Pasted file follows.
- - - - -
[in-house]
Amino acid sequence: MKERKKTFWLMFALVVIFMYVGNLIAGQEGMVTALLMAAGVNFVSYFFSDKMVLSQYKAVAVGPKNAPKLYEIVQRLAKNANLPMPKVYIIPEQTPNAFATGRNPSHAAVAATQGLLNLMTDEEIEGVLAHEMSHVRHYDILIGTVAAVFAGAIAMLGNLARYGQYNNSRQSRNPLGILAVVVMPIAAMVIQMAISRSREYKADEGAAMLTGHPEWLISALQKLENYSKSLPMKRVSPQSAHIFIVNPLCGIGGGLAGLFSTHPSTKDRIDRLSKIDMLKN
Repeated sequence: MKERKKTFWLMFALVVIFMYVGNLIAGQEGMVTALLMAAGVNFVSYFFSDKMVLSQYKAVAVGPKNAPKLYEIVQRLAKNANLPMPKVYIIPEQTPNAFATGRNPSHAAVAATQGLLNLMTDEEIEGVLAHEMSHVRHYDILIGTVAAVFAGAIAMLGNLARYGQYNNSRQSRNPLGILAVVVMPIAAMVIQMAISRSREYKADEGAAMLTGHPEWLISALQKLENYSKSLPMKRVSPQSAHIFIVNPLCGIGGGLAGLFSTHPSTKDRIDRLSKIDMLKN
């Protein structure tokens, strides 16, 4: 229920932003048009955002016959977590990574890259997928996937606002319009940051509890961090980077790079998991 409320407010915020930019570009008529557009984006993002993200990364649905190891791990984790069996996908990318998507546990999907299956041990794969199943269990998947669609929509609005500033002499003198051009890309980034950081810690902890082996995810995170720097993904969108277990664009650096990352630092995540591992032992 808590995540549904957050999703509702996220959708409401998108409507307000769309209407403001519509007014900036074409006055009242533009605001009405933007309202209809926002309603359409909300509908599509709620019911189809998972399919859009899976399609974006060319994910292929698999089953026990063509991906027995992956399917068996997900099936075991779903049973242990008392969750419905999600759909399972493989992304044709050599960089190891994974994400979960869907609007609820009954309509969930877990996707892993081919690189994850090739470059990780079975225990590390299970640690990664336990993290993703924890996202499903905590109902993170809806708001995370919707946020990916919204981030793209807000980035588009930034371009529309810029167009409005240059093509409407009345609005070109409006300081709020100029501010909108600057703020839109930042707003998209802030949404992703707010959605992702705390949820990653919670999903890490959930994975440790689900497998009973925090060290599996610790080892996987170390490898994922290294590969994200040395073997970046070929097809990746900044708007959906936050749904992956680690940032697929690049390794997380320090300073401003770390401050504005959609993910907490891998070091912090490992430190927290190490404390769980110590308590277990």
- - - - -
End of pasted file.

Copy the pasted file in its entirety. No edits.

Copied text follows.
[in-house]
Amino acid sequence: MKERKKTFWLMFALVVIFMYVGNLIAGQEGMVTALLMAAGVNFVSYFFSDKMVLSQYKAVAVGPKNAPKLYEIVQRLAKNANLPMPKVYIIPEQTPNAFATGRNPSHAAVAATQGLLNLMTDEEIEGVLAHEMSHVRHYDILIGTVAAVFAGAIAMLGNLARYGQYNNSRQSRNPLGILAVVVMPIAAMVIQMAISRSREYKADEGAAMLTGHPEWLISALQKLENYSKSLPMKRVSPQSAHIFIVNPLCGIGGGLAGLFSTHPSTKDRIDRLSKIDMLKN
Repeated sequence: MKERKKTFWLMFALVVIFMYVGNLIAGQEGMVTALLMAAGVNFVSYFFSDKMVLSQYKAVAVGPKNAPKLYEIVQRLAKNANLPMPKVYIIPEQTPNAFATGRNPSHAAVAATQGLLNLMTDEEIEGVLAHEMSHVRHYDILIGTVAAVFAGAIAMLGNLARYGQYNNSRQSRNPLGILAVVVMPIAAMVIQMAISRSREYKADEGAAMLTGHPEWLISALQKLENYSKSLPMKRVSPQSAHIFIVNPLCGIGGGLAGLFSTHPSTKDRIDRLSKIDMLKN
């Protein structure tokens, strides 16, 4: 229920932003048009955002016959977590990574890259997928996937606002319009940051509890961090980077790079998991 409320407010915020930019570009008529557009984006993002993200990364649905190891791990984790069996996908990318998507546990999907299956041990794969199943269990998947669609929509609005500033002499003198051009890309980034950081810690902890082996995810995170720097993904969108277990664009650096990352630092995540591992032992 808590995540549904957050999703509702996220959708409401998108409507307000769309209407403001519509007014900036074409006055009242533009605001009405933007309202209809926002309603359409909300509908599509709620019911189809998972399919859009899976399609974006060319994910292929698999089953026990063509991906027995992956399917068996997900099936075991779903049973242990008392969750419905999600759909399972493989992304044709050599960089190891994974994400979960869907609007609820009954309509969930877990996707892993081919690189994850090739470059990780079975225990590390299970640690990664336990993290993703924890996202499903905590109902993170809806708001995370919707946020990916919204981030793209807000980035588009930034371009529309810029167009409005240059093509409407009345609005070109409006300081709020100029501010909108600057703020839109930042707003998209802030949404992703707010959605992702705390949820990653919670999903890490959930994975440790689900497998009973925090060290599996610790080892996987170390490898994922290294590969994200040395073997970046070929097809990746900044708007959906936050749904992956680690940032697929690049390794997380320090300073401003770390401050504005959609993910907490891998070091912090490992430190927290190490404390769980110590308590277990």